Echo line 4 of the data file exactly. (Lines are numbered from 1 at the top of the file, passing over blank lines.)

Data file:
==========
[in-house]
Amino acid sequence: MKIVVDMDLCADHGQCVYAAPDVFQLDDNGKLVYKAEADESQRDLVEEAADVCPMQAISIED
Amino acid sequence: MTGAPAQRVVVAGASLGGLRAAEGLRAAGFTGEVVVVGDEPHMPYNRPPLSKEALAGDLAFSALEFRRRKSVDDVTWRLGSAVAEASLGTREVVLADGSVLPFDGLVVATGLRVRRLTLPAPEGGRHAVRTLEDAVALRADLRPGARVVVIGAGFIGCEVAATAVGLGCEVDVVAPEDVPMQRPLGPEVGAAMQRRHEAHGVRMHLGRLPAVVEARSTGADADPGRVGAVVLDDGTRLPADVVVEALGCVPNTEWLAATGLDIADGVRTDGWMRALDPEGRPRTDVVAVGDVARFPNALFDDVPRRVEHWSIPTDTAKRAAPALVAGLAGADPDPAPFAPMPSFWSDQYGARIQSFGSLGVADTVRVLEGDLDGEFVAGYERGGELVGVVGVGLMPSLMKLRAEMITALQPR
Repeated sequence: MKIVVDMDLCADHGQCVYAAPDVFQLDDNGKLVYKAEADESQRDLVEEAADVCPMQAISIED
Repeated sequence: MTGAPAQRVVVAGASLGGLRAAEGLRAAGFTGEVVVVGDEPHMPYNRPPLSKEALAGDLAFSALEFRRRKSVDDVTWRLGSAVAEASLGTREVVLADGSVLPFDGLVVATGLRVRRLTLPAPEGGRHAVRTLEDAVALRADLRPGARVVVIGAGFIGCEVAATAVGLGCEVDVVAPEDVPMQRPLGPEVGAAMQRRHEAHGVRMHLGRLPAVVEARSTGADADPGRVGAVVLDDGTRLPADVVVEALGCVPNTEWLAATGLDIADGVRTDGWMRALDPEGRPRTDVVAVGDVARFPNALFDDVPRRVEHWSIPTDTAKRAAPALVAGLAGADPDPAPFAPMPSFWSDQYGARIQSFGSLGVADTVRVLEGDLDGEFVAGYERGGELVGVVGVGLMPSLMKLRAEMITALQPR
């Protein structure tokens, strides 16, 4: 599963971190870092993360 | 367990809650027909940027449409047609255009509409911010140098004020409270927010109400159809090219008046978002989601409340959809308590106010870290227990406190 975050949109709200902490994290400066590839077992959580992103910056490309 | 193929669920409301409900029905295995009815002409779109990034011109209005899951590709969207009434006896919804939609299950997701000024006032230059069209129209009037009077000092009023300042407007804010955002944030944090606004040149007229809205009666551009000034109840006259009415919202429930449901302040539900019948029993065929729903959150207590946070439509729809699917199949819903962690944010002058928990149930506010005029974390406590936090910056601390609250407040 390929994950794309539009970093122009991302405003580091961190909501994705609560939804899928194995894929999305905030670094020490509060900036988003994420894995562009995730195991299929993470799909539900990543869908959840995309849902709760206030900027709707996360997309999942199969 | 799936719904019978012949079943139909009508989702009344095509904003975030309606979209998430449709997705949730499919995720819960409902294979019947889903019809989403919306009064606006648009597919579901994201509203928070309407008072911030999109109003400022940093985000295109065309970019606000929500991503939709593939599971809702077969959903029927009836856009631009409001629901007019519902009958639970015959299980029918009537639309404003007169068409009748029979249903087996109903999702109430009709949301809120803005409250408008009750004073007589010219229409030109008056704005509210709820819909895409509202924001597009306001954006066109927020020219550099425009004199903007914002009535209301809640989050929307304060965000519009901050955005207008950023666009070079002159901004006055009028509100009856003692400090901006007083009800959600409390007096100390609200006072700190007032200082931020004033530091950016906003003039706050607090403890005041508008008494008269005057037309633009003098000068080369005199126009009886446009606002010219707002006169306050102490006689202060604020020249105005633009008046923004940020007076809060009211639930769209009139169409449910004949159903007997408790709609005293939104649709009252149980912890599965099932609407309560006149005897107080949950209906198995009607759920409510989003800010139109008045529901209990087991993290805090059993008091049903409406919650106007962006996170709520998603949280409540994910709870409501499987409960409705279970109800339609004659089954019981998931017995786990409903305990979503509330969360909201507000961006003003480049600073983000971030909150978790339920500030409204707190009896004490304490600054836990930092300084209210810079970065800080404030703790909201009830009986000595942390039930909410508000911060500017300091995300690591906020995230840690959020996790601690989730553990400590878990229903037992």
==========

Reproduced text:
Repeated sequence: MKIVVDMDLCADHGQCVYAAPDVFQLDDNGKLVYKAEADESQRDLVEEAADVCPMQAISIED